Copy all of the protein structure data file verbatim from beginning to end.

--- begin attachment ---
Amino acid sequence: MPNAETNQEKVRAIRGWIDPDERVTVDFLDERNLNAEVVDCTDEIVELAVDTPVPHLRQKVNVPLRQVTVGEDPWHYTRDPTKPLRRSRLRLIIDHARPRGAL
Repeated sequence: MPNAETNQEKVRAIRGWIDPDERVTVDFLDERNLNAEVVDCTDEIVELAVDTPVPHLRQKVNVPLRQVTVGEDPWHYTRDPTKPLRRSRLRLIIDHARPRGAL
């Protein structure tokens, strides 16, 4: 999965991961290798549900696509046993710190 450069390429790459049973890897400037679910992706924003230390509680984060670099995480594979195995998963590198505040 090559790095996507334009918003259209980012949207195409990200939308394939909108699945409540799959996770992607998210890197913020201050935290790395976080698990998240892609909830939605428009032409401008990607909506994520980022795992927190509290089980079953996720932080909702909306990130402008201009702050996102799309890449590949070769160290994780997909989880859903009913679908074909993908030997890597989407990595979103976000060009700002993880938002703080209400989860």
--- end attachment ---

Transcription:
Amino acid sequence: MPNAETNQEKVRAIRGWIDPDERVTVDFLDERNLNAEVVDCTDEIVELAVDTPVPHLRQKVNVPLRQVTVGEDPWHYTRDPTKPLRRSRLRLIIDHARPRGAL
Repeated sequence: MPNAETNQEKVRAIRGWIDPDERVTVDFLDERNLNAEVVDCTDEIVELAVDTPVPHLRQKVNVPLRQVTVGEDPWHYTRDPTKPLRRSRLRLIIDHARPRGAL
């Protein structure tokens, strides 16, 4: 999965991961290798549900696509046993710190 450069390429790459049973890897400037679910992706924003230390509680984060670099995480594979195995998963590198505040 090559790095996507334009918003259209980012949207195409990200939308394939909108699945409540799959996770992607998210890197913020201050935290790395976080698990998240892609909830939605428009032409401008990607909506994520980022795992927190509290089980079953996720932080909702909306990130402008201009702050996102799309890449590949070769160290994780997909989880859903009913679908074909993908030997890597989407990595979103976000060009700002993880938002703080209400989860």